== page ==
We know that there is another round of stimulus on the way if you live in the U.S. “Trillions” a number that is thrown around a lot. Going to let you in on a little secret, there isn’t a warehouse full of trillions of dollars waiting to back up the stimulus. For lack of a better term, all of these transactions are “numbers on a screen”. As an example, you may have 10K in your checking account. The bank does not have 10K cash sitting in their vault with your name on it.

Cold Brew Ice Coffee, A great stimulus!

What does stimulus do? It provides money so people can spend it and stimulate the economy. You buy a happy meal at McDonald’s. Someone has to get it ready for you, someone has to make the ingredients, someone has to make the container for the fries… you get the point. That is stimulus at its heart. It’s not just giving you money, it’s the residual effect of what happens when you spend that money and how many people are affected by it.

The down side? The value of money decreases. Its simple supply and demand right? The government through stimulus is increasing supply. At some point there will be so much money floating around that it takes more to buy a product. If everyone has more money, why would someone who produces a product not raise the price? Not only that but the cost to obtain money, interest rates, have been very low for years (decades). So what does this mean? It means that the more money that goes into the economy (even electronically) the less valuable it is.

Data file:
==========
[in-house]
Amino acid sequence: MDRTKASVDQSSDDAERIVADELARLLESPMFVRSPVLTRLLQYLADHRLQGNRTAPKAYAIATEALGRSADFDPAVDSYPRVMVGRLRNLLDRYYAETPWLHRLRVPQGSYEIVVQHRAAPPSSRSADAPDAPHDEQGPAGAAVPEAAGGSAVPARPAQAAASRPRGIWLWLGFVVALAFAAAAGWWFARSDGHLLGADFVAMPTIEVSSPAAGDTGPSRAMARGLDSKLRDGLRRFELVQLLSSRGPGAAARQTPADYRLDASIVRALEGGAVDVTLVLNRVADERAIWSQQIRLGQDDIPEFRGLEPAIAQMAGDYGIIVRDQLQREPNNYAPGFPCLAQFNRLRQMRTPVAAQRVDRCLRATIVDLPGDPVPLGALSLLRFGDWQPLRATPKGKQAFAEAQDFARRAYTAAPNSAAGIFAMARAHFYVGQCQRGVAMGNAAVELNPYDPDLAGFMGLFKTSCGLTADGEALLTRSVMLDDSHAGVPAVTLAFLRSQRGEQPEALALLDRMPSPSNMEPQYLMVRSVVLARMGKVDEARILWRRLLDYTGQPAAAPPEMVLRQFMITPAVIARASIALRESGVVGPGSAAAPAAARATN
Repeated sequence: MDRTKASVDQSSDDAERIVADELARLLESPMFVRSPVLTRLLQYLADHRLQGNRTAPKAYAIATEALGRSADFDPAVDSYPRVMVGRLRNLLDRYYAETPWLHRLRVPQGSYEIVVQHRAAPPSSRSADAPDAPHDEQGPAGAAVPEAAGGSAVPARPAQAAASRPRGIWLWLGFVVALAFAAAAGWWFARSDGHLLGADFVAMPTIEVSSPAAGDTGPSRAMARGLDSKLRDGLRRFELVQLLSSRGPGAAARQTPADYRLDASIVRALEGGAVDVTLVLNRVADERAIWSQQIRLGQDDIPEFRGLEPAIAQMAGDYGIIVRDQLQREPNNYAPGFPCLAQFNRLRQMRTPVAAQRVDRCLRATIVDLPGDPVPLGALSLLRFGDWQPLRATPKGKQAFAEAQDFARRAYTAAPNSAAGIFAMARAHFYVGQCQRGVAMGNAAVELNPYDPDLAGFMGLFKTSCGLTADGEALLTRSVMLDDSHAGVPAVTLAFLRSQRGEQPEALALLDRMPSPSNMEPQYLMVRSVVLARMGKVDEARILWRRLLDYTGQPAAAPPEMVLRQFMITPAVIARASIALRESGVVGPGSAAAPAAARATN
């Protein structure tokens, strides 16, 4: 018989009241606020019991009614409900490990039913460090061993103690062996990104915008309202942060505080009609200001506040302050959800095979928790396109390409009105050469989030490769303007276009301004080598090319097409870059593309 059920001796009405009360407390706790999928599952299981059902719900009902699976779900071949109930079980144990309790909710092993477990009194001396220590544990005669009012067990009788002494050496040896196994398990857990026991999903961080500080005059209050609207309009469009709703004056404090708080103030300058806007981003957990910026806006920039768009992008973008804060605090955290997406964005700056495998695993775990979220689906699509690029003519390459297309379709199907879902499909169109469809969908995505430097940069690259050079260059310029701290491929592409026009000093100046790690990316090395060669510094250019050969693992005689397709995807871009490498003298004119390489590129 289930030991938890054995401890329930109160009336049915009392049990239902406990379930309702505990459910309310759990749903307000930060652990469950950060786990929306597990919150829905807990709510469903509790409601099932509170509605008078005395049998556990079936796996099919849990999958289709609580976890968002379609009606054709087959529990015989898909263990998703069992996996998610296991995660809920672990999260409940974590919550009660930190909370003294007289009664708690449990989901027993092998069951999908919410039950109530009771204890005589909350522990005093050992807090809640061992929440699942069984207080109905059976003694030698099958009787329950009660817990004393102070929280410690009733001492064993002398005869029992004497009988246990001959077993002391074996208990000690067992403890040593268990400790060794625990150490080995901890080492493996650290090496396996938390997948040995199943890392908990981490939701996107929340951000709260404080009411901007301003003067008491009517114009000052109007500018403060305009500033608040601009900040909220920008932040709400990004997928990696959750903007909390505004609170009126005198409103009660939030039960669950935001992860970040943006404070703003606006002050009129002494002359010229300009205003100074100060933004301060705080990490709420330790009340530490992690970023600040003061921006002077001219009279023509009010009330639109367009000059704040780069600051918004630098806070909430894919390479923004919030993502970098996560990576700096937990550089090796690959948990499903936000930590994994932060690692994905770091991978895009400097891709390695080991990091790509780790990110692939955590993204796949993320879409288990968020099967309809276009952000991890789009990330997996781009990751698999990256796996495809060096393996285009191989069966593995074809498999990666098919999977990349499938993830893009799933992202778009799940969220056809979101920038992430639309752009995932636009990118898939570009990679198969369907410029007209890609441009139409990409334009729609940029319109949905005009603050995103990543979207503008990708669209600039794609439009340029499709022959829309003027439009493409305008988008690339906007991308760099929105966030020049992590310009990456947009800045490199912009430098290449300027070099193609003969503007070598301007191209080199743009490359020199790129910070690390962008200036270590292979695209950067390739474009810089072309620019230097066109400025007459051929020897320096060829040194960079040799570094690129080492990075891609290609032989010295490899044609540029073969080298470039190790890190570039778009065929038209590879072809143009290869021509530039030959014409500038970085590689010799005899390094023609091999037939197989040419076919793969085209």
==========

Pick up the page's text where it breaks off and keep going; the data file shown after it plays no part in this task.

Why are antiques worth so much? Because there are fewer and fewer of them every year. Did you try and get a new gaming console this year? Hard to find right? And the price if you did find one, oof. Want a ticket to a football game? Not cheap right. You get the point, the less of something there is the more valuable it becomes due to demand.

What does this mean for us? First the short term effect is positive people get cash and can spend it now and then give that money to someone else. That is the best outcome of stimulus and it absolutely works. Sustained stimulus (2,3,4 checks) this is problematic because its necessary due to an artificial condition. Demand is there, but supply of goods and services are reduced due to the pandemic. So more money pours into the economy to keep people afloat.

What happens when things get back to the new normal and people are vaccinated? The money doesn’t go away it’s still out there, so you get inflation. For many of you under 30 you’ve never really experienced severe inflation. Prices go up, income stays the same. It’s very simple, the more of something that exists (material items) the less valuable it becomes, that includes money.

Always be mindful of your personal economy. 30 mins a week minimum you should invest in your budget, savings, investments, spending habits. Become an expert in your personal economy, make sure you are financially educated in how you handle money. The world will carry on, the economy will wax and wane. Things have been good for a while now, even with a pandemic and decades of government spending inflation remains at bay for now.